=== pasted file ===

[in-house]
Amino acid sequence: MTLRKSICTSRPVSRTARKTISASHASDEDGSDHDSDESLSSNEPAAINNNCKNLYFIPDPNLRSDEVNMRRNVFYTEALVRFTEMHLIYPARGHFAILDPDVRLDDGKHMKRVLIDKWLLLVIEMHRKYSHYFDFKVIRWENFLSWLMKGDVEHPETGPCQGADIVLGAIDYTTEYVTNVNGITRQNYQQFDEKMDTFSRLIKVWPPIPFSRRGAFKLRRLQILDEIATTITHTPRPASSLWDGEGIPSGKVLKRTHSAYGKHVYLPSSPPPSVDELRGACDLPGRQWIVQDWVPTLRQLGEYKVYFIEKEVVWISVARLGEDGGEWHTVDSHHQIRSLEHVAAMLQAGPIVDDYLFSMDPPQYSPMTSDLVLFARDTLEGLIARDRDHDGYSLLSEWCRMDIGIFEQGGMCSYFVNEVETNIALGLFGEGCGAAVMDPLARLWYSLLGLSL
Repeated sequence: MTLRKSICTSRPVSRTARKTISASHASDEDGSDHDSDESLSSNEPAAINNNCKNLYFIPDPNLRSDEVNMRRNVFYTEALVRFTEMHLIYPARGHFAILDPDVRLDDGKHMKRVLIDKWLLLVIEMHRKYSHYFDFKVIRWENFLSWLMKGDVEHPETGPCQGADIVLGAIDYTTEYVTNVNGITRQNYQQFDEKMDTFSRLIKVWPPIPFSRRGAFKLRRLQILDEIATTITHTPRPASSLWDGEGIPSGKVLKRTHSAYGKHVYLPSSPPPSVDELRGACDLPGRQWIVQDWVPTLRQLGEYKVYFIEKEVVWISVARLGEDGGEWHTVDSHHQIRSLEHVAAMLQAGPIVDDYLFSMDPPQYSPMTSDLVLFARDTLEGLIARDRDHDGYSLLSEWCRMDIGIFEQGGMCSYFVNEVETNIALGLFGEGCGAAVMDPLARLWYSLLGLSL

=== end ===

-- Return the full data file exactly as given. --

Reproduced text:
[in-house]
Amino acid sequence: MTLRKSICTSRPVSRTARKTISASHASDEDGSDHDSDESLSSNEPAAINNNCKNLYFIPDPNLRSDEVNMRRNVFYTEALVRFTEMHLIYPARGHFAILDPDVRLDDGKHMKRVLIDKWLLLVIEMHRKYSHYFDFKVIRWENFLSWLMKGDVEHPETGPCQGADIVLGAIDYTTEYVTNVNGITRQNYQQFDEKMDTFSRLIKVWPPIPFSRRGAFKLRRLQILDEIATTITHTPRPASSLWDGEGIPSGKVLKRTHSAYGKHVYLPSSPPPSVDELRGACDLPGRQWIVQDWVPTLRQLGEYKVYFIEKEVVWISVARLGEDGGEWHTVDSHHQIRSLEHVAAMLQAGPIVDDYLFSMDPPQYSPMTSDLVLFARDTLEGLIARDRDHDGYSLLSEWCRMDIGIFEQGGMCSYFVNEVETNIALGLFGEGCGAAVMDPLARLWYSLLGLSL
Repeated sequence: MTLRKSICTSRPVSRTARKTISASHASDEDGSDHDSDESLSSNEPAAINNNCKNLYFIPDPNLRSDEVNMRRNVFYTEALVRFTEMHLIYPARGHFAILDPDVRLDDGKHMKRVLIDKWLLLVIEMHRKYSHYFDFKVIRWENFLSWLMKGDVEHPETGPCQGADIVLGAIDYTTEYVTNVNGITRQNYQQFDEKMDTFSRLIKVWPPIPFSRRGAFKLRRLQILDEIATTITHTPRPASSLWDGEGIPSGKVLKRTHSAYGKHVYLPSSPPPSVDELRGACDLPGRQWIVQDWVPTLRQLGEYKVYFIEKEVVWISVARLGEDGGEWHTVDSHHQIRSLEHVAAMLQAGPIVDDYLFSMDPPQYSPMTSDLVLFARDTLEGLIARDRDHDGYSLLSEWCRMDIGIFEQGGMCSYFVNEVETNIALGLFGEGCGAAVMDPLARLWYSLLGLSL